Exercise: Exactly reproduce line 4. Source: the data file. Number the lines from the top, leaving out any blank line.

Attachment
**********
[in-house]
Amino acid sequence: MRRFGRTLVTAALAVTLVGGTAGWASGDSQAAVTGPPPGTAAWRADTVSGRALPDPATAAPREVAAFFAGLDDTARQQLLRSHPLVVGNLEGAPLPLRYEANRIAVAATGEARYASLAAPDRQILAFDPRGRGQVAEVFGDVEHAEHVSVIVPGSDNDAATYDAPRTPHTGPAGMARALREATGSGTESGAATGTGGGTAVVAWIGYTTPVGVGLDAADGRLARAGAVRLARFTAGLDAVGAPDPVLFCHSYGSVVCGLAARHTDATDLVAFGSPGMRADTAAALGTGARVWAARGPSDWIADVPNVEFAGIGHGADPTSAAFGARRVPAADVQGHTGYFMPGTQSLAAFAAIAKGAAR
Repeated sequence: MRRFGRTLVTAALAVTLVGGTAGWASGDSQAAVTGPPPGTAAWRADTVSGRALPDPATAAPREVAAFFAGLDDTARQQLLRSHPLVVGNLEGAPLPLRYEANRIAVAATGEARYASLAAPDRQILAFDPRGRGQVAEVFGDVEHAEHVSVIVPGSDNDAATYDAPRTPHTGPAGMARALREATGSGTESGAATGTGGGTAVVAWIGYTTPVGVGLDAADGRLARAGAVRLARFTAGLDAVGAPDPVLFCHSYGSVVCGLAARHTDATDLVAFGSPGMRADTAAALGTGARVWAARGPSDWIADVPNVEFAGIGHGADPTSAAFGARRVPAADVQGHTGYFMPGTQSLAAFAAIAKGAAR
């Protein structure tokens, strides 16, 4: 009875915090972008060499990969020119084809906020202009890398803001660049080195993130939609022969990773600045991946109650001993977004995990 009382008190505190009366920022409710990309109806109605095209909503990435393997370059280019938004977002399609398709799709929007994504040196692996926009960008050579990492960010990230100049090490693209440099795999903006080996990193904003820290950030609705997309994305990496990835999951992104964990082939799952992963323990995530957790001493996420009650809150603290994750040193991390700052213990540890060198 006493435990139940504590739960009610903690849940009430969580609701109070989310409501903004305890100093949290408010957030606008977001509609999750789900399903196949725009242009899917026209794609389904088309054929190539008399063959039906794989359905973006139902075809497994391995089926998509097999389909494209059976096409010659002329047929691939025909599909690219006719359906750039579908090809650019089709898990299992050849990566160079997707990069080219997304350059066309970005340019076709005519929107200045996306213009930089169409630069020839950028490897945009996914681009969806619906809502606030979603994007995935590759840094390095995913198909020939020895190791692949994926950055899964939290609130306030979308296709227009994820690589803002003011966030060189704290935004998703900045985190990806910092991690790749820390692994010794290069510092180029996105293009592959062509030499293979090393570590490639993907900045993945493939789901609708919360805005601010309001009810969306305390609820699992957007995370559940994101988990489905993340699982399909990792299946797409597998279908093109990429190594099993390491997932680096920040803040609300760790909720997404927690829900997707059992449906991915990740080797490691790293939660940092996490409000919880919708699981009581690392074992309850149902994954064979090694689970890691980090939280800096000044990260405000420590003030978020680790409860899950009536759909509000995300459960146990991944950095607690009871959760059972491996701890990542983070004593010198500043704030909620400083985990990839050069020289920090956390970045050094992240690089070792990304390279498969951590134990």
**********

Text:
């Protein structure tokens, strides 16, 4: 009875915090972008060499990969020119084809906020202009890398803001660049080195993130939609022969990773600045991946109650001993977004995990 009382008190505190009366920022409710990309109806109605095209909503990435393997370059280019938004977002399609398709799709929007994504040196692996926009960008050579990492960010990230100049090490693209440099795999903006080996990193904003820290950030609705997309994305990496990835999951992104964990082939799952992963323990995530957790001493996420009650809150603290994750040193991390700052213990540890060198 006493435990139940504590739960009610903690849940009430969580609701109070989310409501903004305890100093949290408010957030606008977001509609999750789900399903196949725009242009899917026209794609389904088309054929190539008399063959039906794989359905973006139902075809497994391995089926998509097999389909494209059976096409010659002329047929691939025909599909690219006719359906750039579908090809650019089709898990299992050849990566160079997707990069080219997304350059066309970005340019076709005519929107200045996306213009930089169409630069020839950028490897945009996914681009969806619906809502606030979603994007995935590759840094390095995913198909020939020895190791692949994926950055899964939290609130306030979308296709227009994820690589803002003011966030060189704290935004998703900045985190990806910092991690790749820390692994010794290069510092180029996105293009592959062509030499293979090393570590490639993907900045993945493939789901609708919360805005601010309001009810969306305390609820699992957007995370559940994101988990489905993340699982399909990792299946797409597998279908093109990429190594099993390491997932680096920040803040609300760790909720997404927690829900997707059992449906991915990740080797490691790293939660940092996490409000919880919708699981009581690392074992309850149902994954064979090694689970890691980090939280800096000044990260405000420590003030978020680790409860899950009536759909509000995300459960146990991944950095607690009871959760059972491996701890990542983070004593010198500043704030909620400083985990990839050069020289920090956390970045050094992240690089070792990304390279498969951590134990």